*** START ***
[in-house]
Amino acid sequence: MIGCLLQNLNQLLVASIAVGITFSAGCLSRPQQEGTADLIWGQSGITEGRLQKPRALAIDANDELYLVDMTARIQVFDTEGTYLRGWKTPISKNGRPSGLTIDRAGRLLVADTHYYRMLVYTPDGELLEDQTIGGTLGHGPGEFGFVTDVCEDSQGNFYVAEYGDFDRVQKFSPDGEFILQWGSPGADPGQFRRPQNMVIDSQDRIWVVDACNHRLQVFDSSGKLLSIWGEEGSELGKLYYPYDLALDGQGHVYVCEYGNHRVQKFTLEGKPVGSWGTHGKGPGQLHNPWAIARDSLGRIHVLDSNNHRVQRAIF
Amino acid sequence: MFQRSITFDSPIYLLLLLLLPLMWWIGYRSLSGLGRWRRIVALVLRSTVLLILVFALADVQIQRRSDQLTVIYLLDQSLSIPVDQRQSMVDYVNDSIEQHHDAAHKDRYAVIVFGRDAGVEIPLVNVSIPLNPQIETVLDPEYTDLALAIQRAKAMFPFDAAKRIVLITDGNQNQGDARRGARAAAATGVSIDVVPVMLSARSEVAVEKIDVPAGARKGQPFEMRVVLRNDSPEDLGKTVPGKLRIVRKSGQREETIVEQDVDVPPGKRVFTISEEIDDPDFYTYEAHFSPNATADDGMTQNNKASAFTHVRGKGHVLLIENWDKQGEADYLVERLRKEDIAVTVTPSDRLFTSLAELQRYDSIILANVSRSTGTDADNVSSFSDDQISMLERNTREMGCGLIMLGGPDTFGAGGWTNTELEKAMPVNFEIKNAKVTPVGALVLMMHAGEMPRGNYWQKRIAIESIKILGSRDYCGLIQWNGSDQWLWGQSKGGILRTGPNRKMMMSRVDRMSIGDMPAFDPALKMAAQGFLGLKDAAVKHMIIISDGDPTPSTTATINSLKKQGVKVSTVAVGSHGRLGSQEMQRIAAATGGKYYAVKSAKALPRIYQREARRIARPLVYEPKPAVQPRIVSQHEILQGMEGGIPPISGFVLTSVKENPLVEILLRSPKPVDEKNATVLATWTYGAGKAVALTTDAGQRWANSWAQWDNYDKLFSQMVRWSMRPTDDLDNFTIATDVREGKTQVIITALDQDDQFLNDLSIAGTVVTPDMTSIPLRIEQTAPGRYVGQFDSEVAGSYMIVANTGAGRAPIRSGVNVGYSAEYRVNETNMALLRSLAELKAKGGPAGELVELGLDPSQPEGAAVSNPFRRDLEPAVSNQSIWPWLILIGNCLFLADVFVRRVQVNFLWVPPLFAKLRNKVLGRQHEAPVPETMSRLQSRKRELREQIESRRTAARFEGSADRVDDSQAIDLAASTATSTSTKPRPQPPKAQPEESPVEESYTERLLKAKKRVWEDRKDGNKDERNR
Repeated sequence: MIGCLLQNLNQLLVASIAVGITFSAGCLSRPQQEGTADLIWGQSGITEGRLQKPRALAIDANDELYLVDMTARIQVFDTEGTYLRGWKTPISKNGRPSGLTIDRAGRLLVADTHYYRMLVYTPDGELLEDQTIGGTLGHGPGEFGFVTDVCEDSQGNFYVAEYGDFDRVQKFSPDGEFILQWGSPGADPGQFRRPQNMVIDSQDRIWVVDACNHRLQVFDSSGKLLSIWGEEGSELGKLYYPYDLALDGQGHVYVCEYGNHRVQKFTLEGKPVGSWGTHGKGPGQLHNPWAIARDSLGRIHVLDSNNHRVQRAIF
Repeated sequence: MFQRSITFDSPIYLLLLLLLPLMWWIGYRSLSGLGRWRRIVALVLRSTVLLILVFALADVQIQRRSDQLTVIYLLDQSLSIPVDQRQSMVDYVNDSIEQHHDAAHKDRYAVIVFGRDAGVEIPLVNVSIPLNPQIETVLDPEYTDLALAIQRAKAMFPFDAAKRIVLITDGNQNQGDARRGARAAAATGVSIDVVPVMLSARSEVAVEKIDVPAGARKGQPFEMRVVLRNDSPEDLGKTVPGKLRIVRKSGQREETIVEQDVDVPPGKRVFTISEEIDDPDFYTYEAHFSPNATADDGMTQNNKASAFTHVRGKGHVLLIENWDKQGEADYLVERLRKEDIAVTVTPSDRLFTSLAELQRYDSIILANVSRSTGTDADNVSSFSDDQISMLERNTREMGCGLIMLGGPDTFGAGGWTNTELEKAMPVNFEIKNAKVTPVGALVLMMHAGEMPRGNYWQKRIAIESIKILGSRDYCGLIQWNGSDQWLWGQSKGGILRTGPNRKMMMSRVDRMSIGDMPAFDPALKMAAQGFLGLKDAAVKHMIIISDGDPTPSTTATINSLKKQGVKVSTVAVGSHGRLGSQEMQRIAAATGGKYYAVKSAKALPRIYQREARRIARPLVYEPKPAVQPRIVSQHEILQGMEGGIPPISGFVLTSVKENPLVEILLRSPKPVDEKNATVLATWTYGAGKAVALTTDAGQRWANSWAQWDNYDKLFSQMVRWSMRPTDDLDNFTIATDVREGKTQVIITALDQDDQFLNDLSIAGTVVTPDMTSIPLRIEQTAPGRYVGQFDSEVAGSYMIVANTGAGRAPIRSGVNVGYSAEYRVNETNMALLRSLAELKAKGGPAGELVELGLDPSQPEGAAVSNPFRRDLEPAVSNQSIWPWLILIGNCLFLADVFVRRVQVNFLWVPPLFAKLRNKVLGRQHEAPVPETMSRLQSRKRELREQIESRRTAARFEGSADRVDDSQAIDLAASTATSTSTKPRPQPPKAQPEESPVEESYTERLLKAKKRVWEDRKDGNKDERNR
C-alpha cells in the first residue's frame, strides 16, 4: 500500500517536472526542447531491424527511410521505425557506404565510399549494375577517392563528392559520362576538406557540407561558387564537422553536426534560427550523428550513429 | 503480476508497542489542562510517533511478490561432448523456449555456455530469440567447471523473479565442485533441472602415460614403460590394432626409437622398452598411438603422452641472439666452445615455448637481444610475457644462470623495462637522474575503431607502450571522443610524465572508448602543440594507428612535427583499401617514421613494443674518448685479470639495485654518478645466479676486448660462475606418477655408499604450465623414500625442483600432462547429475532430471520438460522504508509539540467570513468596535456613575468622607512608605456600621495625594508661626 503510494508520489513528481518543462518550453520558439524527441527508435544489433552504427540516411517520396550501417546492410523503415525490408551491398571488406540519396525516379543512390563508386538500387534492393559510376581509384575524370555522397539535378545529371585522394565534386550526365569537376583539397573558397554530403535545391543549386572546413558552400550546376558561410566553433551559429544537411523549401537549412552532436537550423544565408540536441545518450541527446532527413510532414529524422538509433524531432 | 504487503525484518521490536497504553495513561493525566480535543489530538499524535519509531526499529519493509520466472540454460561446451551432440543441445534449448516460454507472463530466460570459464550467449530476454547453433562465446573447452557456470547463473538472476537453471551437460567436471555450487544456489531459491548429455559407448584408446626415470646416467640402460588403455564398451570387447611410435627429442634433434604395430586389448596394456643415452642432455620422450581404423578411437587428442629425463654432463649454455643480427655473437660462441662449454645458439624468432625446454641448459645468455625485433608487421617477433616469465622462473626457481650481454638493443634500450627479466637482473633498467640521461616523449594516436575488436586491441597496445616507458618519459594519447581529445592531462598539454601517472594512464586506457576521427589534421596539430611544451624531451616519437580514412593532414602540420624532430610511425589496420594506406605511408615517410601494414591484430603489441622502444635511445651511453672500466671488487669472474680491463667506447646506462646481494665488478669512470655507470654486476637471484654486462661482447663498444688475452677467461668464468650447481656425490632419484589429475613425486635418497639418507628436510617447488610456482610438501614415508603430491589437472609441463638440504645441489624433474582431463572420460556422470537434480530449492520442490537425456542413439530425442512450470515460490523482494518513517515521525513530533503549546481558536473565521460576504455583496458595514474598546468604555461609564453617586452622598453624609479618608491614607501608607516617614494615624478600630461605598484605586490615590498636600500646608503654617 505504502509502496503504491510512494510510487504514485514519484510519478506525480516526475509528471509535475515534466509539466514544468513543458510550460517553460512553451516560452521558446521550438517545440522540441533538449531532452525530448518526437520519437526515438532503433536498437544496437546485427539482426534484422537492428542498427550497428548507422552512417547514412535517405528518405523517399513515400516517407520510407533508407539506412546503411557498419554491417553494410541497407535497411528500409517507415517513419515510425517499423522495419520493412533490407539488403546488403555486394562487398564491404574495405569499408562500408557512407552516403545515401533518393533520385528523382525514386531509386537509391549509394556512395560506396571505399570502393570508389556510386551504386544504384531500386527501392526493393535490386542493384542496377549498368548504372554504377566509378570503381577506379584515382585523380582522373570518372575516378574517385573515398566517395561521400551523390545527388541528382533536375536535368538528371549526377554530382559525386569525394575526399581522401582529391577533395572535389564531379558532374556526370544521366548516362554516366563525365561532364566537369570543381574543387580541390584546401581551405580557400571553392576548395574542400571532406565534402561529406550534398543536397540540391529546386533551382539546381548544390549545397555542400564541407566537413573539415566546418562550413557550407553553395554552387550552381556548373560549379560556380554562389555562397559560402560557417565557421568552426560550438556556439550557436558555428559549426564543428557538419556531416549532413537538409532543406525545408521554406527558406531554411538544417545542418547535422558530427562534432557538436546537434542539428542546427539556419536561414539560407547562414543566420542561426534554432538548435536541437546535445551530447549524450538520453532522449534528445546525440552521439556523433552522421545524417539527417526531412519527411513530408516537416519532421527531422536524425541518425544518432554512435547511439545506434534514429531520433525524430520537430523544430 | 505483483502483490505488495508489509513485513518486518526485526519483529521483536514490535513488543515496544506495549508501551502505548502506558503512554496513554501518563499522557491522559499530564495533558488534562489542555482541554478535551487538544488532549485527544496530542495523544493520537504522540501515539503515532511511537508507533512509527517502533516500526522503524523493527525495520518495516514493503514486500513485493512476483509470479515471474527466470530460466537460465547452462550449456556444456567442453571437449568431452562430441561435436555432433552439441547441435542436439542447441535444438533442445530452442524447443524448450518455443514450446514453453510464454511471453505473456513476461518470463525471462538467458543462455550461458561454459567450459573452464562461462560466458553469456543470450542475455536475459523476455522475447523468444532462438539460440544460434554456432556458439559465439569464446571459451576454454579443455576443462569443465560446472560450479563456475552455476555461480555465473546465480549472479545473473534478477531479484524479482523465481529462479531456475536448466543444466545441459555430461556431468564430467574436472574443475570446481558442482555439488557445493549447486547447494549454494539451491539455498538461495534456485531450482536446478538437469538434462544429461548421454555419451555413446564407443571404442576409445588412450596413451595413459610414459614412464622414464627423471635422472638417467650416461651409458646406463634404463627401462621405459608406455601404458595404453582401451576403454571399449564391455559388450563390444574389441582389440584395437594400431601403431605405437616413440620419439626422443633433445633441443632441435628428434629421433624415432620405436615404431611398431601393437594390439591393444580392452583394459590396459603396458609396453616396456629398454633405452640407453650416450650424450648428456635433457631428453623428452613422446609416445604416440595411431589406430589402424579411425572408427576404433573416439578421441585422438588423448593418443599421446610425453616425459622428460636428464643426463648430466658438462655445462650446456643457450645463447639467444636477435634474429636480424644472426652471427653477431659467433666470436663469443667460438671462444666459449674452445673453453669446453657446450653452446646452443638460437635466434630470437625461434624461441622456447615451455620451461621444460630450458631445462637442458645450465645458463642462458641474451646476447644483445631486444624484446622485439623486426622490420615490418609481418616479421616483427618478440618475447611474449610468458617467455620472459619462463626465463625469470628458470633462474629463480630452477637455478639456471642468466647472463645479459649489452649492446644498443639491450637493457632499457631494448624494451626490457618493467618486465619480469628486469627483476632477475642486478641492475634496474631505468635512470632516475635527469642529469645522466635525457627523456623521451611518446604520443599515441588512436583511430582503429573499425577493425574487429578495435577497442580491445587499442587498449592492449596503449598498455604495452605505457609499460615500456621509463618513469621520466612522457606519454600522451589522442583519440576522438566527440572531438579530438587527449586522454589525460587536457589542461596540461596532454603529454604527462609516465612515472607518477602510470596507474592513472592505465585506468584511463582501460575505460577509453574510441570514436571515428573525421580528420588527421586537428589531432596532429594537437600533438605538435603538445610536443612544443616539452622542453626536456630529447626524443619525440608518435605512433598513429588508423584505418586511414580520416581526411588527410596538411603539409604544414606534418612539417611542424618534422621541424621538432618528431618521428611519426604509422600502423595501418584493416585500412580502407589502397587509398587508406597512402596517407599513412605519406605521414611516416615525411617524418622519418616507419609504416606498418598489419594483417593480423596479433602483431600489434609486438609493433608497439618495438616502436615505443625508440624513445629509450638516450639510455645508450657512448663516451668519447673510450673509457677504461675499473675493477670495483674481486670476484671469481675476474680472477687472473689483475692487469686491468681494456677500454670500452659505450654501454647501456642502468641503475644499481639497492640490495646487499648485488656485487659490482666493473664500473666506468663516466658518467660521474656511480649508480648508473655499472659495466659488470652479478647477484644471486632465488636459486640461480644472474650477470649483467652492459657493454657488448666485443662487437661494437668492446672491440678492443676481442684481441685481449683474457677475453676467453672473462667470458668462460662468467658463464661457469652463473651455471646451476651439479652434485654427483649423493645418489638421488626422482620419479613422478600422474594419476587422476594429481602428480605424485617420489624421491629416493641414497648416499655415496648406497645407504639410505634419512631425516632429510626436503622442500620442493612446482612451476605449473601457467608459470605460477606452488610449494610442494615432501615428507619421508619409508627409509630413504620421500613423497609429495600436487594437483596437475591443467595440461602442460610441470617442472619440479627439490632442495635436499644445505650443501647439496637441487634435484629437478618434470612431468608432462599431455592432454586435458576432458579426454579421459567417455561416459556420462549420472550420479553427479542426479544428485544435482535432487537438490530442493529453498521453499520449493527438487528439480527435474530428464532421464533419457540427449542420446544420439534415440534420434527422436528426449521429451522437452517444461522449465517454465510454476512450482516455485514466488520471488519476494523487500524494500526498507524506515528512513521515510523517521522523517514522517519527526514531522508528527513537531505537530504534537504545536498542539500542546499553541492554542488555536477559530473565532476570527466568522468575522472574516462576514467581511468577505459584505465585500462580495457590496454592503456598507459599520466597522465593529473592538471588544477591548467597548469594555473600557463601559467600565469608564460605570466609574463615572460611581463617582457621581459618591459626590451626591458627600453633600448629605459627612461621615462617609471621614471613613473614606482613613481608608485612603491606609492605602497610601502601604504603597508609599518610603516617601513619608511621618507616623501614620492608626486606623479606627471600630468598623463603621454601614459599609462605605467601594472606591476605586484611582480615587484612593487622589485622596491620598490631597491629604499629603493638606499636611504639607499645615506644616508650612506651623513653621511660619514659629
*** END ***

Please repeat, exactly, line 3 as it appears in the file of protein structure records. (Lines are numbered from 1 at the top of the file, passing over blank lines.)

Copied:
Amino acid sequence: MFQRSITFDSPIYLLLLLLLPLMWWIGYRSLSGLGRWRRIVALVLRSTVLLILVFALADVQIQRRSDQLTVIYLLDQSLSIPVDQRQSMVDYVNDSIEQHHDAAHKDRYAVIVFGRDAGVEIPLVNVSIPLNPQIETVLDPEYTDLALAIQRAKAMFPFDAAKRIVLITDGNQNQGDARRGARAAAATGVSIDVVPVMLSARSEVAVEKIDVPAGARKGQPFEMRVVLRNDSPEDLGKTVPGKLRIVRKSGQREETIVEQDVDVPPGKRVFTISEEIDDPDFYTYEAHFSPNATADDGMTQNNKASAFTHVRGKGHVLLIENWDKQGEADYLVERLRKEDIAVTVTPSDRLFTSLAELQRYDSIILANVSRSTGTDADNVSSFSDDQISMLERNTREMGCGLIMLGGPDTFGAGGWTNTELEKAMPVNFEIKNAKVTPVGALVLMMHAGEMPRGNYWQKRIAIESIKILGSRDYCGLIQWNGSDQWLWGQSKGGILRTGPNRKMMMSRVDRMSIGDMPAFDPALKMAAQGFLGLKDAAVKHMIIISDGDPTPSTTATINSLKKQGVKVSTVAVGSHGRLGSQEMQRIAAATGGKYYAVKSAKALPRIYQREARRIARPLVYEPKPAVQPRIVSQHEILQGMEGGIPPISGFVLTSVKENPLVEILLRSPKPVDEKNATVLATWTYGAGKAVALTTDAGQRWANSWAQWDNYDKLFSQMVRWSMRPTDDLDNFTIATDVREGKTQVIITALDQDDQFLNDLSIAGTVVTPDMTSIPLRIEQTAPGRYVGQFDSEVAGSYMIVANTGAGRAPIRSGVNVGYSAEYRVNETNMALLRSLAELKAKGGPAGELVELGLDPSQPEGAAVSNPFRRDLEPAVSNQSIWPWLILIGNCLFLADVFVRRVQVNFLWVPPLFAKLRNKVLGRQHEAPVPETMSRLQSRKRELREQIESRRTAARFEGSADRVDDSQAIDLAASTATSTSTKPRPQPPKAQPEESPVEESYTERLLKAKKRVWEDRKDGNKDERNR